My right hon. Friend the Prime Minister will not be in a position to make his promised statement on India to-day, but will make the statement on the next Sitting Day. We understand that hon. Members desire more time for the Debate on Service pay on the next Sitting Day, and, therefore, we propose to suspend the Rule. We hope, however, that there will be a general agreement to conclude the Debate within two hours of the ordinary time.
I assume that the statement on India on the next Sitting Day will not be debated, and that there will be an opportunity, if the House so desires, to debate the Indian situation on the fourth Sitting Day?
By what right did the right hon. and learned Gentleman rebuke hon. Members yesterday? Is that in accordance with the traditions of the House? He is well aware of the practice of this House, particularly since we entered upon the new arrangements for meeting, by which Members go out to the dining room for meals and, although he may not be very much concerned about meals himself, other Members do not feel that way. Apart from that, is it his duty, as Leader of the House, to rebuke hon. Members for not attacking the Government, when so frequently right hon. Gentlemen on that bench attack hon. Members for daring to criticise them?
The right by which I made the remarks that I made yesterday was the right which every Member of this House has of saying frankly what he believes. I do not withdraw any of the statements I made yesterday.
If the Leader of the House is entitled to say what he thinks on matters that do not come within his province—because he, as Leader of the House, is responsible for the conduct of Business to a large extent, apart from the Speaker's prerogative, which is understood— and if he goes outside his province, are we not entitled to object? If he says what he feels about Members, why should not Members say what they feel about the Government?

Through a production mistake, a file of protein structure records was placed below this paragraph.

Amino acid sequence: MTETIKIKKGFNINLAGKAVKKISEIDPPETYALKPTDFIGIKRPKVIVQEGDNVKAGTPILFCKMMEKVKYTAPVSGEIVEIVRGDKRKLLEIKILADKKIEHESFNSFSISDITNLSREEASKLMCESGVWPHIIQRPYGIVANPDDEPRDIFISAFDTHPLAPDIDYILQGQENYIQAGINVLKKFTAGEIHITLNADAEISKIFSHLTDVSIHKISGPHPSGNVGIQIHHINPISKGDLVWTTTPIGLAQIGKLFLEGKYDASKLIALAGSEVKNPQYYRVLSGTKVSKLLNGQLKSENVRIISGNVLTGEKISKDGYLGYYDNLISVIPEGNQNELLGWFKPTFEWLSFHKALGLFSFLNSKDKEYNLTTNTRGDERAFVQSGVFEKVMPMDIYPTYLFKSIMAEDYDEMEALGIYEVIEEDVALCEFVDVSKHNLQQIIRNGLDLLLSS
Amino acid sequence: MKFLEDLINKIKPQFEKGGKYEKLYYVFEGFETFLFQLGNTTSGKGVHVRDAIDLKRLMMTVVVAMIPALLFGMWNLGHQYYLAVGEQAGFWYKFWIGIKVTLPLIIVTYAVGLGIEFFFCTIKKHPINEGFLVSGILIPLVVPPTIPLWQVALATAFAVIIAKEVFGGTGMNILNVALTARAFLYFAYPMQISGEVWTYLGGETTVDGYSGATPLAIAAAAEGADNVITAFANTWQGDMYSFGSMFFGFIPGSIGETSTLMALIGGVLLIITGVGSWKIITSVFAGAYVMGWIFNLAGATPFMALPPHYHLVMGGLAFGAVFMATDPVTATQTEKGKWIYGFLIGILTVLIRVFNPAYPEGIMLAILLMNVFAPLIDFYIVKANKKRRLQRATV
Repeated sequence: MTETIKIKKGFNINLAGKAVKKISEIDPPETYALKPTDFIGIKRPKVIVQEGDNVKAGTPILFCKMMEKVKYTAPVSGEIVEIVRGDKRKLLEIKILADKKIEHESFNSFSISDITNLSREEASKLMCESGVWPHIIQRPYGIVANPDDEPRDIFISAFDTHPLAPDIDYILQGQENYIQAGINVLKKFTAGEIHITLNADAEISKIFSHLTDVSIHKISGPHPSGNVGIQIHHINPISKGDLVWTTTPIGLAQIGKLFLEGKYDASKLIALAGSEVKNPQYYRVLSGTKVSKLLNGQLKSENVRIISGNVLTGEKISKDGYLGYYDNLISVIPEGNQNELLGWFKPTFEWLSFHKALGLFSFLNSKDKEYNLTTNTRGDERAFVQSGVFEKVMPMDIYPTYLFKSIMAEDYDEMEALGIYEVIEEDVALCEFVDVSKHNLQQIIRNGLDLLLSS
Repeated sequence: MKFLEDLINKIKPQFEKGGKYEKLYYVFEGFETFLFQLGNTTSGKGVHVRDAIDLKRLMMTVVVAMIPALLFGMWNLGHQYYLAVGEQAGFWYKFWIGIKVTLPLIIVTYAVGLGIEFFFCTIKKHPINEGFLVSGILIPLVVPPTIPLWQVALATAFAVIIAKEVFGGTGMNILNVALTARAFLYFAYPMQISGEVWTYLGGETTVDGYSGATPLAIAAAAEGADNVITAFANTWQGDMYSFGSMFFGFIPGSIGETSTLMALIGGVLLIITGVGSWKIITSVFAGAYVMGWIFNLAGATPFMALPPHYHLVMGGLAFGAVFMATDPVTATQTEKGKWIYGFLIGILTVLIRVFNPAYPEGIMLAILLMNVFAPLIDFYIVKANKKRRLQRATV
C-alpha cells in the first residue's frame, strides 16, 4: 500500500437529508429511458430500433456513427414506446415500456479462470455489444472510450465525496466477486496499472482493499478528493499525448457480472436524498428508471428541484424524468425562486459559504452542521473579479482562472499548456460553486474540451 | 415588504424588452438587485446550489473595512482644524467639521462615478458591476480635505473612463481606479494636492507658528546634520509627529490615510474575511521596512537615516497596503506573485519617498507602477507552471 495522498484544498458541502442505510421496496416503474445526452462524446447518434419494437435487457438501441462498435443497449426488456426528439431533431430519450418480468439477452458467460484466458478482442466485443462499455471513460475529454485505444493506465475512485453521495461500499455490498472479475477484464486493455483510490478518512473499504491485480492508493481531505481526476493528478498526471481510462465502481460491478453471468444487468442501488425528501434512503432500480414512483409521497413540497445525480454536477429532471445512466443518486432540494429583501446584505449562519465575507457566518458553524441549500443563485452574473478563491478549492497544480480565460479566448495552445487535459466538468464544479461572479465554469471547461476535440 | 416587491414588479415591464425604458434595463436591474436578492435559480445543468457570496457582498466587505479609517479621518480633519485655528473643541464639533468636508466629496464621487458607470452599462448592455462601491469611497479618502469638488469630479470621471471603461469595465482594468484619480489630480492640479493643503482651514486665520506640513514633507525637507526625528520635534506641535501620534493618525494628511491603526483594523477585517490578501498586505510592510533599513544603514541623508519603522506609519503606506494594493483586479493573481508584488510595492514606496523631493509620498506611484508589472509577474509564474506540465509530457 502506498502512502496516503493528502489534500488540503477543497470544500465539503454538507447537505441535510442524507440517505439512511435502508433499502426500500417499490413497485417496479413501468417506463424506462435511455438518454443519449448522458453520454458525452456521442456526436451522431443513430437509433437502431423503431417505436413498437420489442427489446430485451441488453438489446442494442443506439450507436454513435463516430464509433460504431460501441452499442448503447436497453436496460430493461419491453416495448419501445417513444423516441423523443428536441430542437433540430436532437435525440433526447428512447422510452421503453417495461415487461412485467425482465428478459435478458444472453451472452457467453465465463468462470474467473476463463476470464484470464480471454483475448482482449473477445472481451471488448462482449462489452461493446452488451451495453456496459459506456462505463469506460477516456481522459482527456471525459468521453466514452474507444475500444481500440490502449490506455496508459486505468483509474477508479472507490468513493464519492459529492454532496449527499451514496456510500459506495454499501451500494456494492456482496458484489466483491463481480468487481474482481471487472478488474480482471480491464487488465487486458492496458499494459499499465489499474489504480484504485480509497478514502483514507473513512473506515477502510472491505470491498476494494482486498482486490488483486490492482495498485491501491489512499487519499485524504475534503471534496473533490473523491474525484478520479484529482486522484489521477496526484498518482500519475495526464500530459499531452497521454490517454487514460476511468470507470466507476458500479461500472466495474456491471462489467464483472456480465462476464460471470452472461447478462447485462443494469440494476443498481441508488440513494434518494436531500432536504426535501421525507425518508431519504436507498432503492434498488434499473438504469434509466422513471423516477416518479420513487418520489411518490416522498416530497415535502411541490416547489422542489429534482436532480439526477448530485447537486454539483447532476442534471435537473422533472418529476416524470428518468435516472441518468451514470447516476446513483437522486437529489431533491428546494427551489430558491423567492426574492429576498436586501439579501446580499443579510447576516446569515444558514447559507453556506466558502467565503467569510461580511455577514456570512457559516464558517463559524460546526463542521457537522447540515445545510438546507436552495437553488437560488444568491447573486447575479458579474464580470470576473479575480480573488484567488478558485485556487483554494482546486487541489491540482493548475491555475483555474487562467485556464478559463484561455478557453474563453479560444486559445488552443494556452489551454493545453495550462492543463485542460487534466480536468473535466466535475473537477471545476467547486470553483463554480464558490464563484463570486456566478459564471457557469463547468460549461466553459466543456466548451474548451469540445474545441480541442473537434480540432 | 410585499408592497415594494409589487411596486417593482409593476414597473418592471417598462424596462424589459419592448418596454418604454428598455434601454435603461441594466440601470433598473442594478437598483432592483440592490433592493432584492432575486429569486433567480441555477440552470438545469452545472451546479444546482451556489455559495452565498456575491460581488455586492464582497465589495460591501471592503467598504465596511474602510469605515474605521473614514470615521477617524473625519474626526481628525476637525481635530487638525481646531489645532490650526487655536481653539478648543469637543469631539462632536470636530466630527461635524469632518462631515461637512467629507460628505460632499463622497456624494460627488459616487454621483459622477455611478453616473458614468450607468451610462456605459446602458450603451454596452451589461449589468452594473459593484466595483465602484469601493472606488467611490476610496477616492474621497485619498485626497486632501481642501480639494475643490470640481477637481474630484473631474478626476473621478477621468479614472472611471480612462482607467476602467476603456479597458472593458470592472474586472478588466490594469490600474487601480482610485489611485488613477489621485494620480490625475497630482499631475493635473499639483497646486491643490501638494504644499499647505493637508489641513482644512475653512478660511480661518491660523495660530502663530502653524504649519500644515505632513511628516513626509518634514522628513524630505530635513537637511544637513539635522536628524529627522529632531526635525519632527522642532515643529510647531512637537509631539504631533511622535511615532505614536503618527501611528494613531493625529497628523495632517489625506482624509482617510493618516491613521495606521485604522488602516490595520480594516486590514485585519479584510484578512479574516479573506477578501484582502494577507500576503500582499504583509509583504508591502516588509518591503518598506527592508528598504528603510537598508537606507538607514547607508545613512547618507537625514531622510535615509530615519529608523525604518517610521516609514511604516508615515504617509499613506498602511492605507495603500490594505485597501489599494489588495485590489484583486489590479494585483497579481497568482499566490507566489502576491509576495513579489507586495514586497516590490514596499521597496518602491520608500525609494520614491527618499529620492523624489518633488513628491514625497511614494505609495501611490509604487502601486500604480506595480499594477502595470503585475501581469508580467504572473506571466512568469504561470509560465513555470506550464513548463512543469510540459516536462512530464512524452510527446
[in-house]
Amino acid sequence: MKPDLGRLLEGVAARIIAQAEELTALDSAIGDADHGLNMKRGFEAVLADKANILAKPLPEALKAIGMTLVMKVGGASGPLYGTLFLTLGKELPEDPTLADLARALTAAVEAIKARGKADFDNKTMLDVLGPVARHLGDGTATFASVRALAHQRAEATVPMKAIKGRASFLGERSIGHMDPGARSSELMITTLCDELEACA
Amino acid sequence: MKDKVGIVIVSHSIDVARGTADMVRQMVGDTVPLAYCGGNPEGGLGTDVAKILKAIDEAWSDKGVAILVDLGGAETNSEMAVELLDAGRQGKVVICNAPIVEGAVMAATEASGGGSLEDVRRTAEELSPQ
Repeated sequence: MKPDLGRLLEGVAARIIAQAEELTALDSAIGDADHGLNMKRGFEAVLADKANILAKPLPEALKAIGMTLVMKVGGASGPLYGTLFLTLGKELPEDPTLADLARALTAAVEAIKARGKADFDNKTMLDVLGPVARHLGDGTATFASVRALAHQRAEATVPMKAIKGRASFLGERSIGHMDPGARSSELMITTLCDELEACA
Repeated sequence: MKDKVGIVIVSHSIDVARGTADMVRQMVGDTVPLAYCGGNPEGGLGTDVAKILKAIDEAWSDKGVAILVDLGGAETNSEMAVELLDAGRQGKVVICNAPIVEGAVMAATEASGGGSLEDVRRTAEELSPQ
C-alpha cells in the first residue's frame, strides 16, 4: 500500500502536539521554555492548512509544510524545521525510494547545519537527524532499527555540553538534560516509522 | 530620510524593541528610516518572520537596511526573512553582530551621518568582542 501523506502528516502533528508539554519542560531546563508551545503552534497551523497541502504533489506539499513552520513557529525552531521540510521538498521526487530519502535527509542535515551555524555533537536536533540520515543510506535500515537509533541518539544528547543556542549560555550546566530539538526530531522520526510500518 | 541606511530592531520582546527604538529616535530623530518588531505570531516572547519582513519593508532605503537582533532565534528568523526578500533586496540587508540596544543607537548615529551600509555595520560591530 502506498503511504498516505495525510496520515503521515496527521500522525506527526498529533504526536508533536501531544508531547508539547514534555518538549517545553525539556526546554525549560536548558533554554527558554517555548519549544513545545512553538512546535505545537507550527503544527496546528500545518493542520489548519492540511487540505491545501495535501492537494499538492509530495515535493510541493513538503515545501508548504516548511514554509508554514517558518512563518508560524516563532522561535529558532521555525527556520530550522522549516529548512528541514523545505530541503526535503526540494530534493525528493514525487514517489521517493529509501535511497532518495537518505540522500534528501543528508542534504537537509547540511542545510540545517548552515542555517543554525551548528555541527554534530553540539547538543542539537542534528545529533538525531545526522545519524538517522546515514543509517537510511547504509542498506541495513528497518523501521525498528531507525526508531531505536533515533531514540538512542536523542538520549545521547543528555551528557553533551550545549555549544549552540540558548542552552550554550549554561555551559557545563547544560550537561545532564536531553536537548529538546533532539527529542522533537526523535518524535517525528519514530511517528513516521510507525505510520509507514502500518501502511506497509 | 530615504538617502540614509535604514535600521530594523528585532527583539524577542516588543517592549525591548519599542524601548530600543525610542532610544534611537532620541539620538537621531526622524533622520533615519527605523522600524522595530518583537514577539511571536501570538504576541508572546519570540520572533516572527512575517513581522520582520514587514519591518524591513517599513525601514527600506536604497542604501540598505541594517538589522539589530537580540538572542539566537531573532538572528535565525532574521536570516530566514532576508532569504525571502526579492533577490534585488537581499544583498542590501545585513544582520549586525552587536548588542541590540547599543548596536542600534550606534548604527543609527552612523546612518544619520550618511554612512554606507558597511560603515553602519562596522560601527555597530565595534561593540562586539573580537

I have no objection whatever to the hon. Member saying what he feels about the Government, or about me. He is well within his rights in doing it. The hon. Member says that I am concerned with the Business of the House. The Business of the House cannot be carried on if Members are not present.
Who were the parties in the House who informed the Government that two days were necessary for this particular Debate? With reference to the caning which the right hon. and learned Gentleman gave the House yesterday, he seemed to suggest that it was a particular crime to go out when a person whom he described as the Leader of the Opposition was speaking. I want to know whether that designation has been attached to the right hon. Gentleman above the Gangway. If it is attached to the right hon. Gentleman, is there some special onus on the House to be present on such occasions?
The answer to the last part of the Question is "No," but in order to carry on the Business of the House, it is necessary to have a quorum of 40 Members present, and yesterday there was a count in order to get an audience of 40 Members.
Assuming that the Government were correct in thinking that a large number of Members wished to raise points on the war, may it not very well be that they were satisfied with the statement made by the Prime Minister and that therefore they did not want to debate points which they would otherwise like to have debated; and why should they be censured for not carrying on the Debate?
May I ask the right hon. and learned Gentleman whether he thinks that it is in keeping with the dignity of the House that he, as Leader, should fling this sort of accusation about?